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For Your Consideration: Jose James' 'No Beginning No End'

Alexander Brown
Staff Writer
alexanderparisbrown@gmail.com / @relaxandaspire
photo by Janette Beckman

There is a very good reason to listen to No Beginning No End, Jose James' latest album-- it's different and it's good.

The album doesn't introduce a huge departure of James' typical work or sound. But it is that oeuvre which sets him apart from a great deal of current popular artists. Turn on the radio right now and you will hear mostly castrated males' sad attempts at crooning, by-the-numbers dance pop, and the detritus left in the wake of Beyoncé's crowning as Queen of Pop. Add to that the slew of rappers who seem to have taken as their spiritual mentors Bobby Brown and Marky Mark and you've got a musical culture which goes seemingly nowhere.

Every year we try to convince ourselves that it's going to get better. But until information technology achieves some kind of parity regardless of income, terrestrial radio and television are going to be the point of reference in culture for the majority of people in this country. Just check out how the Grammy Awards went. The song that most annoyed you in its persistence last year won big [Editor's note: it even won Prince over]. And the disconnect between what blogs and columns hyped and what won is astral.

In that light, one of the things we have to comes to grips with is this black indie music sphere that exists mostly outside easily reachable pop culture (Jimmy Fallon and The Roots being the exception). It encompasses more than just the next big hip-hop enclave or the newest R&B persona with punk rock overtones. Much of it is just the really good music that fits in no easily identifiable category. Take Robert Glasper's Black Radio, which was nominated in the R&B section of this year’s Grammy's and ultimately took the prize, or all of Solange's albums. Then too, take No Beginning No End.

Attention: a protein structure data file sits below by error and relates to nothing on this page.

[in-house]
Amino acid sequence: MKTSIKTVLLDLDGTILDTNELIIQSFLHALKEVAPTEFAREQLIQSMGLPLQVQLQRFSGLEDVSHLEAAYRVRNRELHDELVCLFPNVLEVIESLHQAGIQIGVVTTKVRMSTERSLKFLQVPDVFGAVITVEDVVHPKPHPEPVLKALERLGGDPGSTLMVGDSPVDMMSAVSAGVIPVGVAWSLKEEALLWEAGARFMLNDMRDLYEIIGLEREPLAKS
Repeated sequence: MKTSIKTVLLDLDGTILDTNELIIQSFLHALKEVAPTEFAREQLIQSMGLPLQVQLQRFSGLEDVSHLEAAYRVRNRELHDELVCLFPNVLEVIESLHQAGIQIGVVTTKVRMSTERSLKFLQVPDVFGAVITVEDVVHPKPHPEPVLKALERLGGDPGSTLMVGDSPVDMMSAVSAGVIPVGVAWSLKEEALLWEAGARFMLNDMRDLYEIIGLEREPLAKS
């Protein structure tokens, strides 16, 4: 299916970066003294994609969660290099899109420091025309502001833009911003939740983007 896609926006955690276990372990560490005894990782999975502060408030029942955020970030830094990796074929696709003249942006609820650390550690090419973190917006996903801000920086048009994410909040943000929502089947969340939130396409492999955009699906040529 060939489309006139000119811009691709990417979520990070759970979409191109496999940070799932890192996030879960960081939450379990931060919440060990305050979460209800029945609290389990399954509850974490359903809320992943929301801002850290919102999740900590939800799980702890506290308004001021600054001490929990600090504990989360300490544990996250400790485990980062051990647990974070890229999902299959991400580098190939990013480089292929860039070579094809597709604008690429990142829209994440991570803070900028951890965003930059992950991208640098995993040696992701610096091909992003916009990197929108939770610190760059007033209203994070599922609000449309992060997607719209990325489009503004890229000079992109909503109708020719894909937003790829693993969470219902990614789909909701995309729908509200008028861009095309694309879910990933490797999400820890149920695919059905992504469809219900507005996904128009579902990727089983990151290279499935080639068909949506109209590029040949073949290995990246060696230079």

The album comes off as the unproduced love-child/follow-up to the promises of D'Angelo and Erykah Badu post-mid-nineties. It's straightforward, which makes it easily acceptable for the nuance-lacking audiences of today. And in a familiar way, James' dulcet tones echo those of the preacher's kid who stepped away from the church and made sanctuary in a cigar and whiskey bar. I’d be surprised if this album did not rate as a favorite among wedding planners for the first nuptial dance this year.

Of course, that seamless blending of contemporary jazz, classic R&B, and a smattering of hip-hop is partly due to the contributions of bassist Pino Palladino and Robert Glasper on this album. Like with much of the neo-soul canon, Palladino substantially shaped the grooves of the album. Given the short timeframe between this album and Glasper’s last, and the promises of a new D’Angelo album, it wouldn’t be too hard to imagine a neo-soul revival hitting pop music in the coming years.

If James had been a part of the late-Stax era, or had to compete with Bill Withers, I could probably lose him in the crowd. But for those of us who miss the more soulful acts of pop music No Beginning No End is right time, right place.

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Alexander Brown is a freelance writer. More of his work is available at his blog, Relax and Aspire.